The Future of Netflix

Let me start out by saying I’m a “cord-cutter” and I love Netflix. As one of the few Chapel Hill students who did not return home over the Easter weekend (#outofstateproblems), Netflix and I had a lot of free time to spend together and get to know each other on a deeper level—I am now caught up on House of Cards (fun fact: this is Netflix’s first original show), watched Aziz Ansari’s latest stand-up act, and am ashamed to say it took me 21 years to finally watch Top Gun. Another perk to this weekend: I got to binge watch all of this without commercials. Netflix’s ad-free model is a huge part of why I love the TV show and movie streaming service so much. I can choose to watch what I want, whenever I want, and without interruptions. It’s also personalized and recommends shows/movies based on my viewing habits. Netflix just gets me. And I’m hoping it stays around forever. This makes me wonder…does Netflix have a secure spot in the future of television? I think so. Leonardo DiCaprio thinks so. And so does Netflix, as stated in this Wired article “What Television Will Look Like in 2025, According to Netflix.”

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The article discusses how our seemingly endless browsing through Netflix’s steaming selections would soon come to an end because “Netflix will know exactly what you want to watch, even before you do.” This was every indecisive Netflix user’s dream. And it became true when Netflix announced their Recommended TV Program at the beginning of this year.

At the beginning of the semester I blogged about apps that I wish existed, one of them being an app that would choose the perfect movie to watch for any occasion so that my friends and I don’t have to waste an hour going back and forth between which movie we want to watch. Well, Netflix did just that with their personalization technology. Some might think it’s creepy for Netflix to ‘know what you want,’ but I thoroughly enjoy it…no more wasting time browsing through lists…no more skipping over shows or movies that I would have never known I love had Netflix not introduced them to me.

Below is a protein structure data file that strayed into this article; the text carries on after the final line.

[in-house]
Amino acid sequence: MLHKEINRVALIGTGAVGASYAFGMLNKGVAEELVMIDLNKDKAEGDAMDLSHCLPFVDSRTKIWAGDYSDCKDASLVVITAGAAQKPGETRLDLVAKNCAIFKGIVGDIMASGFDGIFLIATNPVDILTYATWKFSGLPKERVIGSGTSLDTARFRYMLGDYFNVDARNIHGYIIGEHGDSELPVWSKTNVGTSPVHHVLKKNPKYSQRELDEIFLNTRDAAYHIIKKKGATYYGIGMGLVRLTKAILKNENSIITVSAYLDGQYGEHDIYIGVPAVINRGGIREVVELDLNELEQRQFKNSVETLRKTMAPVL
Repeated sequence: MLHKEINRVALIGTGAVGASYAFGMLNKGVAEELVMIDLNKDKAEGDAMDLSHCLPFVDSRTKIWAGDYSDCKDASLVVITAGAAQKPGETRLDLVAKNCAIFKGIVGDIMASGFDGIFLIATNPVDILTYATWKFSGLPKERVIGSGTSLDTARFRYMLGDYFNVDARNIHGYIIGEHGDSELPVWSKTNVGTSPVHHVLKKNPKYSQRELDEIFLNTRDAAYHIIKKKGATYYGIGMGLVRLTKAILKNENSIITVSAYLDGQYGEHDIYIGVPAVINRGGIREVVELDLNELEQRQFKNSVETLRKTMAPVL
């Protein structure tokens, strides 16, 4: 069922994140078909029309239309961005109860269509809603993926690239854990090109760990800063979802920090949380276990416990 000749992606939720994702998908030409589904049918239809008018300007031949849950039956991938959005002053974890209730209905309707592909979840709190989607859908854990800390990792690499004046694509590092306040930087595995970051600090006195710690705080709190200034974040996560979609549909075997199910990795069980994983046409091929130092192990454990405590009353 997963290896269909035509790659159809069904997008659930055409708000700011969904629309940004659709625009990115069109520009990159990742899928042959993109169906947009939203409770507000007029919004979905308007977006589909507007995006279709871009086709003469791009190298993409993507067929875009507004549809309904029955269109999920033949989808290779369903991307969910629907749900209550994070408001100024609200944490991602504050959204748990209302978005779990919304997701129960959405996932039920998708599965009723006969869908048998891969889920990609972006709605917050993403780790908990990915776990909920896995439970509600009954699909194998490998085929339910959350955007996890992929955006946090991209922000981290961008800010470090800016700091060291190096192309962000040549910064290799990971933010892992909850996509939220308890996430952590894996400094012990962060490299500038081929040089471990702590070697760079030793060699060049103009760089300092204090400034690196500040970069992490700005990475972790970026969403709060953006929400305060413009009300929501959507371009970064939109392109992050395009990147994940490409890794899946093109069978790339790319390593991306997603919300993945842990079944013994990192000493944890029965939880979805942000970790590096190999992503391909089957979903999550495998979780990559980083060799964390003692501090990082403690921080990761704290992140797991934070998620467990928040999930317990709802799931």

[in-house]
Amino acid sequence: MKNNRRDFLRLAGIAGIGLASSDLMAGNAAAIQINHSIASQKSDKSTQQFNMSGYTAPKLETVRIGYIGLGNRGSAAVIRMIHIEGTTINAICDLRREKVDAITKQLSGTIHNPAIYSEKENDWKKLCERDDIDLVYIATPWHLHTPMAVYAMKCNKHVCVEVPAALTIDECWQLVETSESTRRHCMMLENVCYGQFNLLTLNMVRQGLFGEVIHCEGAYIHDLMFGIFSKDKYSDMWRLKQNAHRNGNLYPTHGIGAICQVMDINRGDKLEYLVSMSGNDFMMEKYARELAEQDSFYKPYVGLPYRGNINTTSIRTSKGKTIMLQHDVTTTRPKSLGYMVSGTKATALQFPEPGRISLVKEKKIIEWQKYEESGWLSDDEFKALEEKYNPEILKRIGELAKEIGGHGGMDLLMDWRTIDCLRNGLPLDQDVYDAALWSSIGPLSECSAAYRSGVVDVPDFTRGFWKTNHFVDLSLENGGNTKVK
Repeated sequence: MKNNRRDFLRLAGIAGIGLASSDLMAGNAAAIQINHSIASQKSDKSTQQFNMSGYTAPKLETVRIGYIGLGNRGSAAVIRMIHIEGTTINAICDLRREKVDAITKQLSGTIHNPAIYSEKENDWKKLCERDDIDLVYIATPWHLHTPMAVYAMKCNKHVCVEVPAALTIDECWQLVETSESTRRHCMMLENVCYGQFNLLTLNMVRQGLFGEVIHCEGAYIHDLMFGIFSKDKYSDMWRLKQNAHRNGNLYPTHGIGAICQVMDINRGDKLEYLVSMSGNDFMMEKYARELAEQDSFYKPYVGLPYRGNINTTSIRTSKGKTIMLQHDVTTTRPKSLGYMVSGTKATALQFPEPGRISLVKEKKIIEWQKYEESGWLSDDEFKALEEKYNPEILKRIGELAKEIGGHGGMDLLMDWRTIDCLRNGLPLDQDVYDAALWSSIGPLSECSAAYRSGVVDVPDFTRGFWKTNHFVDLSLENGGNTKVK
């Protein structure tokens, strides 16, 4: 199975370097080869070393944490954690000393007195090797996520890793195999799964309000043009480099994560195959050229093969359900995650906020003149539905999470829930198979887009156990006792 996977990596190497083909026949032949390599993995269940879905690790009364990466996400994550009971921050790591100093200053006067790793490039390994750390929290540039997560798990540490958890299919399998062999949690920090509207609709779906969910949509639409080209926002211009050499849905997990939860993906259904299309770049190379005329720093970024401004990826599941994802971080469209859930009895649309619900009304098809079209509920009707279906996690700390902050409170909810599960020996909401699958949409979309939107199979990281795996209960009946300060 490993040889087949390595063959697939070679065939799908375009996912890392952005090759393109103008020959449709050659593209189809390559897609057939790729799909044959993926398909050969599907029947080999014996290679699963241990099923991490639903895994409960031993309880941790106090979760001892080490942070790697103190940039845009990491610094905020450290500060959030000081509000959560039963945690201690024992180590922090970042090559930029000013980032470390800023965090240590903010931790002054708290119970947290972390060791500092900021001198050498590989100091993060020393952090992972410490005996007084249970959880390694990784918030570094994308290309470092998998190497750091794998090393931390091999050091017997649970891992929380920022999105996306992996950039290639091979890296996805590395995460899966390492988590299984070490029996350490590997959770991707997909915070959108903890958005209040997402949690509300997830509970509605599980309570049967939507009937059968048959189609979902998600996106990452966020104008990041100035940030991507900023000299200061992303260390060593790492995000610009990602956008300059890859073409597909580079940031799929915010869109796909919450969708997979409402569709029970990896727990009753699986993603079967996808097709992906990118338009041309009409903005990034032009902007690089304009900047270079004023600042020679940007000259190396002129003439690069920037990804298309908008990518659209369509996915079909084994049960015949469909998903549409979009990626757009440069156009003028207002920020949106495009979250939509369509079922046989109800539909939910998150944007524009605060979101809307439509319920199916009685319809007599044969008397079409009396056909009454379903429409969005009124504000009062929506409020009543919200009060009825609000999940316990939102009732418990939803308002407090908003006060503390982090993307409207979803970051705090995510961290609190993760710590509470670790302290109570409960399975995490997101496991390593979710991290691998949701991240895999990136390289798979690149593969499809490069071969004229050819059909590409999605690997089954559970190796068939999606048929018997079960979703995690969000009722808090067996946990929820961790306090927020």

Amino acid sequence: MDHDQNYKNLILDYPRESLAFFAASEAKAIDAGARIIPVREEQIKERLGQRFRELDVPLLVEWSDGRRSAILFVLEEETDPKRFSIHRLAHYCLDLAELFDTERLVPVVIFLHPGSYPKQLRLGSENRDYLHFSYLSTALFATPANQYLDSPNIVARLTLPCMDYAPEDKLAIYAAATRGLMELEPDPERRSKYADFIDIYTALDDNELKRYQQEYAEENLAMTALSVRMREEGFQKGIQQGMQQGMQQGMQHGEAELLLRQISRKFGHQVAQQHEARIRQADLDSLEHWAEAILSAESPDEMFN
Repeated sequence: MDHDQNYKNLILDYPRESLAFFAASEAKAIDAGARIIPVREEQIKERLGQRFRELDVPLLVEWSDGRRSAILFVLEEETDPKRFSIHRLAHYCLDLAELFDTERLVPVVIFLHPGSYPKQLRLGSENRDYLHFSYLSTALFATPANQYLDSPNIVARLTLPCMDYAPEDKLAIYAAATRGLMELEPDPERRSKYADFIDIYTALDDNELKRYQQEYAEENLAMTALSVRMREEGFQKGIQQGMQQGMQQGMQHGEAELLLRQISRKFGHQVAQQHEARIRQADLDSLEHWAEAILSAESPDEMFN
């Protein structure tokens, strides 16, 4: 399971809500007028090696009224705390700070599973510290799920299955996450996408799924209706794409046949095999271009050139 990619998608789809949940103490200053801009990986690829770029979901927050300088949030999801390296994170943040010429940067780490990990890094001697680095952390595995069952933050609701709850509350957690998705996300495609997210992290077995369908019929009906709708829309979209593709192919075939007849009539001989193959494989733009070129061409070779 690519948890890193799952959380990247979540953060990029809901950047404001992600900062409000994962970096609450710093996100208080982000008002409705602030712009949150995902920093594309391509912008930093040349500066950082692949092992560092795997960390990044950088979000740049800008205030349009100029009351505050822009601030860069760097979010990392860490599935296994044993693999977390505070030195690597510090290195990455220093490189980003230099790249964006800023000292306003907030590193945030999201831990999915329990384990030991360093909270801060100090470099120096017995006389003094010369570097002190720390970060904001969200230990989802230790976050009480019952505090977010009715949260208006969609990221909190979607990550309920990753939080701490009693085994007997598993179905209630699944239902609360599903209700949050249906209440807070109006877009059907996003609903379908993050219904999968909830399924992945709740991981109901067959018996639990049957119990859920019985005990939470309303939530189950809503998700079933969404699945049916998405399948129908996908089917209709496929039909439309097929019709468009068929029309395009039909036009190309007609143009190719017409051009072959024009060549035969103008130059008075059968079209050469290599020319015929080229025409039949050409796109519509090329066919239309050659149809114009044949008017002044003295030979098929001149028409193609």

I have said before that personalization is the key to the future of marketing—and I will say it again—personalization is the key to the future of marketing. People want to read/watch/buy things that are either relatable, appealing or interesting to themselves, such as a curated selection of Netflix shows and movies. So, yes, I do think the future of television will be Netflix (or at least some type of streaming service), where its users can enjoy a viewing experience that was made personally for them.

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